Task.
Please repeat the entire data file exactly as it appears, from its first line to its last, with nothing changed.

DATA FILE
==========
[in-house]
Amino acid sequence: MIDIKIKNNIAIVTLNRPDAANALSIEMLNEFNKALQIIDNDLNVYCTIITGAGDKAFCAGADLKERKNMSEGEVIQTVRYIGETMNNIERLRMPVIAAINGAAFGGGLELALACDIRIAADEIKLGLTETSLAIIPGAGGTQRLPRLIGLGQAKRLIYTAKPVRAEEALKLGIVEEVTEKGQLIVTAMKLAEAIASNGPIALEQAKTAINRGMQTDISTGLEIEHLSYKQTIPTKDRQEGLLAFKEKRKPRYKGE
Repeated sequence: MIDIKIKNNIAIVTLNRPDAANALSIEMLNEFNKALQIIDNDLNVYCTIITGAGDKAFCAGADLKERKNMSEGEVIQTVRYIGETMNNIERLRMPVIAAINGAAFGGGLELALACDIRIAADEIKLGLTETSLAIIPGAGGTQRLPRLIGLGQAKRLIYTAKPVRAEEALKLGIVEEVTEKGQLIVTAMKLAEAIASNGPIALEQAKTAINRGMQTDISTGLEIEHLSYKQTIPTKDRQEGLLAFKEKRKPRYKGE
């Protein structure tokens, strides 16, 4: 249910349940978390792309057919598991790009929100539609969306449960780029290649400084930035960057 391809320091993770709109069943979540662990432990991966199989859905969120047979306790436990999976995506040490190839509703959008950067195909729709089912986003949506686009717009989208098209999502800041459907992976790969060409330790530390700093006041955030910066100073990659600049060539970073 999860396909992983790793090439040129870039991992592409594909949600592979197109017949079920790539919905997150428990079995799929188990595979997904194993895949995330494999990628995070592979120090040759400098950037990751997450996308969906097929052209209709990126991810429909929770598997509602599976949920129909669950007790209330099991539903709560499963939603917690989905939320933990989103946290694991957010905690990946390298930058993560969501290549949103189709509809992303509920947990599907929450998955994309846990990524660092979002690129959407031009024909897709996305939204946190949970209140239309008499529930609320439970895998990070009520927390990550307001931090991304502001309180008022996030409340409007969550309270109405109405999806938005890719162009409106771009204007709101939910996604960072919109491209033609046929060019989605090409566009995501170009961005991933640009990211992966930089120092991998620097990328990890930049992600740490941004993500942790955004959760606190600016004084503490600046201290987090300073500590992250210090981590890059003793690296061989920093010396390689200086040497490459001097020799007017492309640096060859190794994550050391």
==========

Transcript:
[in-house]
Amino acid sequence: MIDIKIKNNIAIVTLNRPDAANALSIEMLNEFNKALQIIDNDLNVYCTIITGAGDKAFCAGADLKERKNMSEGEVIQTVRYIGETMNNIERLRMPVIAAINGAAFGGGLELALACDIRIAADEIKLGLTETSLAIIPGAGGTQRLPRLIGLGQAKRLIYTAKPVRAEEALKLGIVEEVTEKGQLIVTAMKLAEAIASNGPIALEQAKTAINRGMQTDISTGLEIEHLSYKQTIPTKDRQEGLLAFKEKRKPRYKGE
Repeated sequence: MIDIKIKNNIAIVTLNRPDAANALSIEMLNEFNKALQIIDNDLNVYCTIITGAGDKAFCAGADLKERKNMSEGEVIQTVRYIGETMNNIERLRMPVIAAINGAAFGGGLELALACDIRIAADEIKLGLTETSLAIIPGAGGTQRLPRLIGLGQAKRLIYTAKPVRAEEALKLGIVEEVTEKGQLIVTAMKLAEAIASNGPIALEQAKTAINRGMQTDISTGLEIEHLSYKQTIPTKDRQEGLLAFKEKRKPRYKGE
């Protein structure tokens, strides 16, 4: 249910349940978390792309057919598991790009929100539609969306449960780029290649400084930035960057 391809320091993770709109069943979540662990432990991966199989859905969120047979306790436990999976995506040490190839509703959008950067195909729709089912986003949506686009717009989208098209999502800041459907992976790969060409330790530390700093006041955030910066100073990659600049060539970073 999860396909992983790793090439040129870039991992592409594909949600592979197109017949079920790539919905997150428990079995799929188990595979997904194993895949995330494999990628995070592979120090040759400098950037990751997450996308969906097929052209209709990126991810429909929770598997509602599976949920129909669950007790209330099991539903709560499963939603917690989905939320933990989103946290694991957010905690990946390298930058993560969501290549949103189709509809992303509920947990599907929450998955994309846990990524660092979002690129959407031009024909897709996305939204946190949970209140239309008499529930609320439970895998990070009520927390990550307001931090991304502001309180008022996030409340409007969550309270109405109405999806938005890719162009409106771009204007709101939910996604960072919109491209033609046929060019989605090409566009995501170009961005991933640009990211992966930089120092991998620097990328990890930049992600740490941004993500942790955004959760606190600016004084503490600046201290987090300073500590992250210090981590890059003793690296061989920093010396390689200086040497490459001097020799007017492309640096060859190794994550050391």